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World probably will not end next Wednesday

Johannes Simon/Getty Images

Next Wednesday, scientists at the European Organization for Nuclear Research in Switzerland will switch on the $6 billion Large Hadron Collider, a 27-kilometer particle accelerator that will create physical conditions that haven't existed in the universe since the big bang. It all sounds totally awesome, unless you're one of the very few people who think that the LHC will create a black hole that will expand to consume the planet.

Opponents of the LHC have filed suits in Hawaii and the European Court of Human Rights seeking to prevent the historic experiment, but it's highly unlikely that the court will take action. Scientists involved in the project have also been receiving death threats.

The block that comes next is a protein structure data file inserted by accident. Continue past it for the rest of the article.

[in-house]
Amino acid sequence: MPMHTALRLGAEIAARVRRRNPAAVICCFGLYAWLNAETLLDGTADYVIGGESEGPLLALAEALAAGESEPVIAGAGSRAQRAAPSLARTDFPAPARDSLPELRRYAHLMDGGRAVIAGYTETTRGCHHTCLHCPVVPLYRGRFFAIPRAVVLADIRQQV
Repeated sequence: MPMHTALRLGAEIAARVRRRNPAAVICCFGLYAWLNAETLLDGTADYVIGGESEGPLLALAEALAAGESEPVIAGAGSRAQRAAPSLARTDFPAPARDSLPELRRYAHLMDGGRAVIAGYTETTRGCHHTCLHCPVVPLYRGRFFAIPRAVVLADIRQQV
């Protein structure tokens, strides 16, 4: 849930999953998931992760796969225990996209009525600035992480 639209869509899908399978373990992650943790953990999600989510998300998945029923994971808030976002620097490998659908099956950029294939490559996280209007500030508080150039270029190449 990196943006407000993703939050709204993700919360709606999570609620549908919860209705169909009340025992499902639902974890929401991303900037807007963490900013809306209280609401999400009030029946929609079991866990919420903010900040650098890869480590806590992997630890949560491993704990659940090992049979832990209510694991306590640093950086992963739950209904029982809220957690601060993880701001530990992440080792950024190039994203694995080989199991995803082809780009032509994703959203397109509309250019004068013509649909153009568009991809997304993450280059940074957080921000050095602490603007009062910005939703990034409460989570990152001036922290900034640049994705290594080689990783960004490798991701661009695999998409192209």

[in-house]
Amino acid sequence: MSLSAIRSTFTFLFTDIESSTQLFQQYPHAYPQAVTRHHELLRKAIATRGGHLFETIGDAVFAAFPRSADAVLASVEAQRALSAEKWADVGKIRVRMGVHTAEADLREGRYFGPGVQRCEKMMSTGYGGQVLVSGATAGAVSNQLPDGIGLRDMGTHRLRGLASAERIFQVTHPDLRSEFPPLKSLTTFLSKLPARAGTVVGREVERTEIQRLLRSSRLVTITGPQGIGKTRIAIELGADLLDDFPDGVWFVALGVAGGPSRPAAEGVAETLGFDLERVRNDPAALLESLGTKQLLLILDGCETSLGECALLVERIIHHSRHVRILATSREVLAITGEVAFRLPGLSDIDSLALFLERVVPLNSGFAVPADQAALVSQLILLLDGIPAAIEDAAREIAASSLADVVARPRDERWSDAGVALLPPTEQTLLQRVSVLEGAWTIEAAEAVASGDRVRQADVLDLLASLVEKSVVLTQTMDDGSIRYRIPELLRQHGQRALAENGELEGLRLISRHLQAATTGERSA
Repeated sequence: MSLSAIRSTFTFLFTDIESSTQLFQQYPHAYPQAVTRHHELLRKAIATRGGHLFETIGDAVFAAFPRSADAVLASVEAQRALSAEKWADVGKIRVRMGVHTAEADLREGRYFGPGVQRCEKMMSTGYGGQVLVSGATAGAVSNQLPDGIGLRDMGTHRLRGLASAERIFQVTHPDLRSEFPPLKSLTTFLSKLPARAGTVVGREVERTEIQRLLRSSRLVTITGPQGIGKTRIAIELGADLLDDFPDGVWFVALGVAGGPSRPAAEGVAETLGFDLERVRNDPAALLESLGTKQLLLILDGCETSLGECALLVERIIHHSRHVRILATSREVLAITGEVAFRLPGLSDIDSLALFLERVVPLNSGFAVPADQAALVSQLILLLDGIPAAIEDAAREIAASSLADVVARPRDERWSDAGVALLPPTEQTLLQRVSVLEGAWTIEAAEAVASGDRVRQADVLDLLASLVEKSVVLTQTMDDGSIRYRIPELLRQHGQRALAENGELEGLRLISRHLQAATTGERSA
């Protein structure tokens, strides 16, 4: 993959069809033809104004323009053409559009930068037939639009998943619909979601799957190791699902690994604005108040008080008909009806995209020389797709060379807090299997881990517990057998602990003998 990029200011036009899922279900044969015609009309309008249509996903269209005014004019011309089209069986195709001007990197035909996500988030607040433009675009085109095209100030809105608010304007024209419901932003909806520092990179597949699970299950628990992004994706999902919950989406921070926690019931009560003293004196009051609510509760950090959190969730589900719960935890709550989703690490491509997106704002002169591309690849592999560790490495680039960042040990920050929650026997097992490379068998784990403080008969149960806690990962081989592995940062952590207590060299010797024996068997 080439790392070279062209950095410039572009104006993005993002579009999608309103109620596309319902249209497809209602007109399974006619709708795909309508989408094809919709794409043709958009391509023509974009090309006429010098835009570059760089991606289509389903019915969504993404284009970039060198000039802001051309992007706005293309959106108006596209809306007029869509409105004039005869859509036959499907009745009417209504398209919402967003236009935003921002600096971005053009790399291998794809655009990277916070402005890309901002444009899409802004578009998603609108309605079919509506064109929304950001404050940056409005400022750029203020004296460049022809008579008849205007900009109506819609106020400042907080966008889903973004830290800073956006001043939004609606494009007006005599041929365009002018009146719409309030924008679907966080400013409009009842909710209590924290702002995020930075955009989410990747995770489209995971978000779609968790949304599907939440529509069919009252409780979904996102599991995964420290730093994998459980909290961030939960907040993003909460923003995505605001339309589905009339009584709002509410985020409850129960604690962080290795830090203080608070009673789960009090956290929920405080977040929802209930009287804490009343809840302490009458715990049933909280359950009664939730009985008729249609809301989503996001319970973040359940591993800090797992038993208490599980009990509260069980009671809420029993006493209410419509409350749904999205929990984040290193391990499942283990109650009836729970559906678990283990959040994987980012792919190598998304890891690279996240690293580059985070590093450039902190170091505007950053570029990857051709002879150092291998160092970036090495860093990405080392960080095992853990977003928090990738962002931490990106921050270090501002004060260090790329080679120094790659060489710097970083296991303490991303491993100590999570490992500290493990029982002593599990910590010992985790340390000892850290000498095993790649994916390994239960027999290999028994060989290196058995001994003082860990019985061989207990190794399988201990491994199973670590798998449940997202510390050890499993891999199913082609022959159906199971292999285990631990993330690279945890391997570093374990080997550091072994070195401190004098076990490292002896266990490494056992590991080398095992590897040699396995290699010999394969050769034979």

According to a newly released report, naturally occuring cosmic rays regularly produce more powerful collisions than the LHC, so the fact that we're even alive to worry about this is a good sign. Cory Doctorow quotes one physicist saying, "Look, it's a 10^-19 chance, and you've got a 10^-11 chance of suddenly evaporating while shaving."

So we can be pretty confident that the end of the world is not coming next Wednesday. But just in case, it's been great blogging for you all.

(Hat tip: Chris Blattman)

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South Ossetia recognition watch: Nicaragua stands alone

Russia's campaign to win international recognition for the independence of South Ossetia and Abkhazia isn't going as well as they may have hoped. So far only Nicaragua, of all places, has signed on. Belarus and Venezuela were both staunch supporters of Russia during the war with Georgia but haven't yet indicated that they intend to recognize the two regions. Moscow will push its case at a meeting of seven former-Soviet republics today in Moscow.

If you're keeping score for the "new cold war" at home, that's Kosovo: 46, South Ossetia and Abkhazia: 2.